Since beginning my principalship of Carson High School this past August, I have met numerous staff and community members who love to reminisce about their days at Carson High.
They tell me what it was like to be a student at CHS when a street divided the A and B buildings and when students attended class in numerous portable classrooms while renovations were being completed to join the two buildings into one complex. I have heard stories of games being played at Carson Middle School because “the new school gymnasium hadn’t been built yet.” This has really been cool for me because I truly appreciate the rich history and traditions of Carson High School.
The most memorable experience for me was viewing a football jersey and cheer uniform from the 1920s with accompanying pictures that were found in a storage room at Bordewich-Bray Elementary School, which was a former site of Carson High School. What truly surprised me though, was how few people truly know the history of Carson High School. It is with that in mind I’d like to share with you a brief history of CHS compiled and written by CHS English teacher, Becky Rodina:
Carson High School is one of the oldest high schools in the state of Nevada. In 1871, citizens of Carson District recognized their duty to build an addition to an existing school house. They selected the school house closest to the center of Carson City as the site to be expanded. In 1874, $4,000 was appropriated through a tax levy, and Carson High School was officially started.
Carson High School, built on Division Street between King Street and Musser Street, like many state government buildings of the time, was constructed of stone from the Nevada State Prison Quarry. That school was demolished after a government entity, concerned with its proximity to an earthquake fault, determined that the structure could not withstand a significant tremor.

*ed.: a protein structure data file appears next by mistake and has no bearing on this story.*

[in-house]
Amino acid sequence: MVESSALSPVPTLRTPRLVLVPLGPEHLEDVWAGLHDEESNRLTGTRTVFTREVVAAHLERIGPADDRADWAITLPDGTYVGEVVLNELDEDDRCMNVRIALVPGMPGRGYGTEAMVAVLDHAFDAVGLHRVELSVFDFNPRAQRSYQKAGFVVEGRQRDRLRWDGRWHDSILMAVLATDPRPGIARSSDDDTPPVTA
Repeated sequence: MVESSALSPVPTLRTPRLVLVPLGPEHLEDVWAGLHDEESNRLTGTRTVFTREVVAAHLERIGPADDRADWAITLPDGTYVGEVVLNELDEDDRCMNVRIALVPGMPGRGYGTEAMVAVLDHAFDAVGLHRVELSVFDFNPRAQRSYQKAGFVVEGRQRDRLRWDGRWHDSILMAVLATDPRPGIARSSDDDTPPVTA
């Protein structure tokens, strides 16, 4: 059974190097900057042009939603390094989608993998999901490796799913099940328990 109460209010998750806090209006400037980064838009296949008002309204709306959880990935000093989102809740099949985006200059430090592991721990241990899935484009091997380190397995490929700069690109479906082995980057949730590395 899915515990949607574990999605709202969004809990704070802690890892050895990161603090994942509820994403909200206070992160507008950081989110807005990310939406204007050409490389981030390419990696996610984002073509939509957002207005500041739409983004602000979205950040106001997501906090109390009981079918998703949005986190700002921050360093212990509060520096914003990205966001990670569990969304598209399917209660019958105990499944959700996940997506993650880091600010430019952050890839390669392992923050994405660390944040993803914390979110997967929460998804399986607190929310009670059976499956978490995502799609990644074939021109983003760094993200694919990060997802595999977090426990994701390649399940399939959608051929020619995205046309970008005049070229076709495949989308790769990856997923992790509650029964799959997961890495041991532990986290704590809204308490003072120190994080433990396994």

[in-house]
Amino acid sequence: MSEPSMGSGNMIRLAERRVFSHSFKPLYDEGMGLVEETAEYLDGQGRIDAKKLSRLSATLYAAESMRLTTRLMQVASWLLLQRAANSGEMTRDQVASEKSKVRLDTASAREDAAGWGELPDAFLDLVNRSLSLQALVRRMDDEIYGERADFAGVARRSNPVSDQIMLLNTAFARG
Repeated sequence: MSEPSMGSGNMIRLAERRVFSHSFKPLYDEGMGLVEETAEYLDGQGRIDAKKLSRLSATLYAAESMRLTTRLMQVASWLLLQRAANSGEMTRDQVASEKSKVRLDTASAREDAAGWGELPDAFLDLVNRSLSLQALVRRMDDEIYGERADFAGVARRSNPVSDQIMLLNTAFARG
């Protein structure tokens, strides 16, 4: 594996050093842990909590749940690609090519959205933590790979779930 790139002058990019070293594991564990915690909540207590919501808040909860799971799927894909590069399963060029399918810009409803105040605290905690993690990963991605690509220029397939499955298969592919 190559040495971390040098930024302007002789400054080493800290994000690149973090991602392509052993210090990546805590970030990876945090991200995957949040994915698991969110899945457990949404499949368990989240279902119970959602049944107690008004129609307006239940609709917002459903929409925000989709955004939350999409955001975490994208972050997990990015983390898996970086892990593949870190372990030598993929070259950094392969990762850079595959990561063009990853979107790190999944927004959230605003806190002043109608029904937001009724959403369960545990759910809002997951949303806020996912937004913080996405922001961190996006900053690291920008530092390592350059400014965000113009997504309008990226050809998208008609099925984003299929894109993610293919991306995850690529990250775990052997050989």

As Carson City grew, a need was recognized for a separate high school, which was built on Thompson Street in 1939. Two red brick buildings were erected; a classroom building and a gymnasium. These served as foundations for what is now Bordewich-Bray Elementary.
In 1969, Ormsby County was merged and consolidated into Carson City. As Carson City continued to grow, the community recognized a need for yet another larger site for Carson High School. In 1970, a bond was passed, a site on the east side of town was selected, and another facility was built which became the present home of the Senators.
Carson High School has seen several expansions and remodels since moving to its present location. The school was open for only a few years when it became overpopulated and was forced to go on double sessions to house the increased enrollment. A gymnasium was built with 12 additional classrooms to alleviate the overcrowding.
The currently-standing completed facility included enclosing the street that separated the two original main buildings, creating a large multipurpose area affectionately called, Senator Square. An additional two story building was added on the southwest side which became the administrative offices, housed on the first floor and the science labs on the second floor. In 1999, faced with the overcrowding again, the High Tech Center was constructed in conjunction with the Western Nevada College. This facility added an additional 12 classes and 6 computer labs. It also provided Carson High School with a unique opportunity to blend college classes with its own curriculum. NJROTC classes and a rifle range were built in 2002.
Since 2006, the renovations have continued on the Carson High School Campus to include eight tennis courts and a concession stand complete with restroom facilities. In 2007-2008 a contemporary vision for the updating and redevelopment of the Athletic Complex was instituted, allowing Carson High School to host regional, zone and state championships. In the summer of 2011, solar panels were built to the east of the main building. As of 2011, Carson High School’s Main building is 306,479 square feet and sits on 65 acres.
Tasha Fuson is principal of Carson High School.